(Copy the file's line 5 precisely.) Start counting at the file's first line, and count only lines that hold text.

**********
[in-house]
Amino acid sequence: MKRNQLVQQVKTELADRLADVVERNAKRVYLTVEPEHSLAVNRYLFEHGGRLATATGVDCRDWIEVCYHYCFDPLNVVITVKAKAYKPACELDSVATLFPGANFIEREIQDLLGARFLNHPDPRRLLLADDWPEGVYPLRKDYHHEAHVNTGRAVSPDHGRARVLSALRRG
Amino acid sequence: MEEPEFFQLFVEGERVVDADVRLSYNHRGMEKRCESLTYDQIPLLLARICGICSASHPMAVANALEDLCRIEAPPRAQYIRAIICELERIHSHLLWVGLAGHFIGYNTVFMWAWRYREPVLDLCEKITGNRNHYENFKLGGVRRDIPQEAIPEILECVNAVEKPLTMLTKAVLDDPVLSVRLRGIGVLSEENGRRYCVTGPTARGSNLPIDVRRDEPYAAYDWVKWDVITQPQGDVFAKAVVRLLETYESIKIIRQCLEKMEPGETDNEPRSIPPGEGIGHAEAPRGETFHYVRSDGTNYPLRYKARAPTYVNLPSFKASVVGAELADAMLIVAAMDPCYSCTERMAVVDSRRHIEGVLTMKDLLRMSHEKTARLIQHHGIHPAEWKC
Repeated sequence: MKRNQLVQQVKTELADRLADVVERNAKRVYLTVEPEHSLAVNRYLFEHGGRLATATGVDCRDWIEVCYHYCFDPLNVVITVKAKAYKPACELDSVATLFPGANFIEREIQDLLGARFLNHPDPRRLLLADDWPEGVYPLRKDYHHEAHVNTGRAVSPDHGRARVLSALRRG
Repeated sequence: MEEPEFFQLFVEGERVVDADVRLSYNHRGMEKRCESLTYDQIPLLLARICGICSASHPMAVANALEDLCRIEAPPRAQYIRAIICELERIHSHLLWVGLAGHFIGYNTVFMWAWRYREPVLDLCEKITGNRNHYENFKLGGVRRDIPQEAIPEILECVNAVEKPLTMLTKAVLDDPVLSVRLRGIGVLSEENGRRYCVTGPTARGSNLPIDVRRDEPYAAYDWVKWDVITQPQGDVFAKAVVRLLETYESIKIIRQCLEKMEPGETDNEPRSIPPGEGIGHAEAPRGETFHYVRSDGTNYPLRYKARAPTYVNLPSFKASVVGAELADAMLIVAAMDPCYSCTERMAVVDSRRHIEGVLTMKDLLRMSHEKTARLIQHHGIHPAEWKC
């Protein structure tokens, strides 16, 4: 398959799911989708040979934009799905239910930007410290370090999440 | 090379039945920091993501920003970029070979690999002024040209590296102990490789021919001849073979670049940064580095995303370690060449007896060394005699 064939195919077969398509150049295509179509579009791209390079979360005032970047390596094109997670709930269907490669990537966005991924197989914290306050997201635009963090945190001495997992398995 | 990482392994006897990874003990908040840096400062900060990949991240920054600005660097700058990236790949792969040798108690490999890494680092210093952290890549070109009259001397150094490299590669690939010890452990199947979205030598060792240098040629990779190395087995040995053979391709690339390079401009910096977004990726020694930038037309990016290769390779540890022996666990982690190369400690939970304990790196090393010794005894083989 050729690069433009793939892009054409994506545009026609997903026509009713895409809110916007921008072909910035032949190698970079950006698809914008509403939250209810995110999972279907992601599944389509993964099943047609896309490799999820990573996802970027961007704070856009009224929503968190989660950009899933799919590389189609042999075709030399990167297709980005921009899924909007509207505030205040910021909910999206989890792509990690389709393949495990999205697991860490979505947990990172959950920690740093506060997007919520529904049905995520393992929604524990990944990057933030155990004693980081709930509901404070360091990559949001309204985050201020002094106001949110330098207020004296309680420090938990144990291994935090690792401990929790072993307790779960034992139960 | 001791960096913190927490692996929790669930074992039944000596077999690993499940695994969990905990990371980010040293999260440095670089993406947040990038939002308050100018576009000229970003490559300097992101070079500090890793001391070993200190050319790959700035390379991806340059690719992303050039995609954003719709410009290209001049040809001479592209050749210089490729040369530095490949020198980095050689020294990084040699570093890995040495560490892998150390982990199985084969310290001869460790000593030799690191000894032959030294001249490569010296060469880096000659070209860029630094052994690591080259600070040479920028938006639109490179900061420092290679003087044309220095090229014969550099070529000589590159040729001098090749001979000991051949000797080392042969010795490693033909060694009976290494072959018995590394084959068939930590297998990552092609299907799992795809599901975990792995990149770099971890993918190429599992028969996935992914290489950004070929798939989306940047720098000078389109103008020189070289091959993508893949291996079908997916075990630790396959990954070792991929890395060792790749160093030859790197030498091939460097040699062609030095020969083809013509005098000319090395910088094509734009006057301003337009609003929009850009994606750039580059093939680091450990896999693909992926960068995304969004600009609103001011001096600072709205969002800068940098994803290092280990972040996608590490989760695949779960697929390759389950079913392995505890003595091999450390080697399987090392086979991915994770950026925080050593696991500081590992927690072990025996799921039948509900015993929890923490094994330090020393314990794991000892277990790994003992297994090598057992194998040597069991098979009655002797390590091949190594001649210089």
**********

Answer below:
Repeated sequence: MEEPEFFQLFVEGERVVDADVRLSYNHRGMEKRCESLTYDQIPLLLARICGICSASHPMAVANALEDLCRIEAPPRAQYIRAIICELERIHSHLLWVGLAGHFIGYNTVFMWAWRYREPVLDLCEKITGNRNHYENFKLGGVRRDIPQEAIPEILECVNAVEKPLTMLTKAVLDDPVLSVRLRGIGVLSEENGRRYCVTGPTARGSNLPIDVRRDEPYAAYDWVKWDVITQPQGDVFAKAVVRLLETYESIKIIRQCLEKMEPGETDNEPRSIPPGEGIGHAEAPRGETFHYVRSDGTNYPLRYKARAPTYVNLPSFKASVVGAELADAMLIVAAMDPCYSCTERMAVVDSRRHIEGVLTMKDLLRMSHEKTARLIQHHGIHPAEWKC